Skip navigation
Please use this identifier to cite or link to this item: http://arks.princeton.edu/ark:/88435/dsp01dv13zw50b
Title: Kleptamatic: A System for Determining Musical Similarity Via Discovery, Clustering, and Classification
Authors: Park, Hannah
Advisors: Houck, Andrew
Department: Electrical Engineering
Class Year: 2015
Abstract: Music’s effect on humans is undeniable. It can inspire, comfort, enrage, depress, and ultimately tell us that regardless of how we may feel, we are never alone. Because every piece of music makes different connections with humans, what people choose to listen to is what is most suitable to their temporal feelings at the moment. Liking an artist or track can involve many external or undocumented factors such as historical context, personal history, lyricism, and peer enforcement. Because of this, a reproducible and predictable model to guide the choice of music for listeners is too complicated to develop and measure its accuracy definitively. However, technical advances make it possible to analyze the phenomenon of this additive synthesis of sine waves that reaches people on an emotional level, akin to Nirvana. Current music recommendation frameworks seek to suggest music based on a combination of qualitative and quantitative features present within a musical signal: if a listener likes a song or artist, he or she will likely like similar songs or artists based on some shared characteristic in the signal or the artist’s inspiration. This thesis aims to develop a computational model that improves the process of musical discovery beyond existing ones. This new model defines and ascribes the notion of musical similarity using a combination of quantitative and qualitative features of music. Songs and artists always have some measures of similarity, although they are not easily quantifiable or tangible. Listeners have built these associations within music in terms of genre labels, social tags, and playlists from their personal experiences with music. The goal of the proposed recommendation model is to accomplish a more expanded analysis of factors involved between music and listeners. It has three principle components: (1) Arachne, a web crawler to collect the names of trending tracks and artists, both new and established, (2) Trieur, a module to analyze collected songs, cluster by acoustic features, and classify by high level labels, and (3) Kleptamatic, an interface to explore the musical space based on the clustering and classification of different musical samples. Analytic integration of each component guides listeners to choose the right music for the right moments.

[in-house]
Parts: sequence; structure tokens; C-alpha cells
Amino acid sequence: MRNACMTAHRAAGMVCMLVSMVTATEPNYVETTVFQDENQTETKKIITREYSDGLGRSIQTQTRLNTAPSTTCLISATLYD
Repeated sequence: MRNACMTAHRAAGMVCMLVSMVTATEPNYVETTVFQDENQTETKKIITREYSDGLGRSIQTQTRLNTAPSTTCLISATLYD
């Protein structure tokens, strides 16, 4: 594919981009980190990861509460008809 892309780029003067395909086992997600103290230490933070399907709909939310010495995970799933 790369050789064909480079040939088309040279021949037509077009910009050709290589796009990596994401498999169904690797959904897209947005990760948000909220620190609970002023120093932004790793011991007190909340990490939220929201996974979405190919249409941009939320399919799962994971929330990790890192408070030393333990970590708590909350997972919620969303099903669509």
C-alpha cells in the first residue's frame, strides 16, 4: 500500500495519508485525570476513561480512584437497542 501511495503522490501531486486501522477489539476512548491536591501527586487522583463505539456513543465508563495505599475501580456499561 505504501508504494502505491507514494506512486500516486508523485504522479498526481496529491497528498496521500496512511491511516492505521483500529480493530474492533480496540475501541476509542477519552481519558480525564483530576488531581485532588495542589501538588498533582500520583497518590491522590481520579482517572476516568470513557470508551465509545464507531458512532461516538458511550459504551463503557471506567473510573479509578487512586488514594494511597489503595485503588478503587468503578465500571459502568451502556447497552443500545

Extent: 49 pages
URI: http://arks.princeton.edu/ark:/88435/dsp01dv13zw50b
Type of Material: Princeton University Senior Theses
Language: en_US
Appears in Collections:Electrical Engineering, 1932-2016

Files in This Item:
File SizeFormat 
PUTheses2015-Park_Hannah.pdf2.45 MBAdobe PDF    Request a copy


Items in Dataspace are protected by copyright, with all rights reserved, unless otherwise indicated.